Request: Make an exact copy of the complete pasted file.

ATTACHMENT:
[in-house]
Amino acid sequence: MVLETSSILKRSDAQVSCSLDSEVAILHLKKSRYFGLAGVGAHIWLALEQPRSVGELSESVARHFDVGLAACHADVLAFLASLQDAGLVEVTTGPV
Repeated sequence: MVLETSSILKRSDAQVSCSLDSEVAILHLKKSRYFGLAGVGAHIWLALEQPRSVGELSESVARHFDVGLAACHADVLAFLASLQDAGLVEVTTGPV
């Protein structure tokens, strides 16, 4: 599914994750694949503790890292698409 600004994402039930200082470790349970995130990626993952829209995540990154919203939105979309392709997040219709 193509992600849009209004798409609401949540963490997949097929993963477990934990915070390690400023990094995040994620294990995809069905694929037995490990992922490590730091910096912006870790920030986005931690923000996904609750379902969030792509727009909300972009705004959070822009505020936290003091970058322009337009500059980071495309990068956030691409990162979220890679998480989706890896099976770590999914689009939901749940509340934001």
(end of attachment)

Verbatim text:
[in-house]
Amino acid sequence: MVLETSSILKRSDAQVSCSLDSEVAILHLKKSRYFGLAGVGAHIWLALEQPRSVGELSESVARHFDVGLAACHADVLAFLASLQDAGLVEVTTGPV
Repeated sequence: MVLETSSILKRSDAQVSCSLDSEVAILHLKKSRYFGLAGVGAHIWLALEQPRSVGELSESVARHFDVGLAACHADVLAFLASLQDAGLVEVTTGPV
């Protein structure tokens, strides 16, 4: 599914994750694949503790890292698409 600004994402039930200082470790349970995130990626993952829209995540990154919203939105979309392709997040219709 193509992600849009209004798409609401949540963490997949097929993963477990934990915070390690400023990094995040994620294990995809069905694929037995490990992922490590730091910096912006870790920030986005931690923000996904609750379902969030792509727009909300972009705004959070822009505020936290003091970058322009337009500059980071495309990068956030691409990162979220890679998480989706890896099976770590999914689009939901749940509340934001």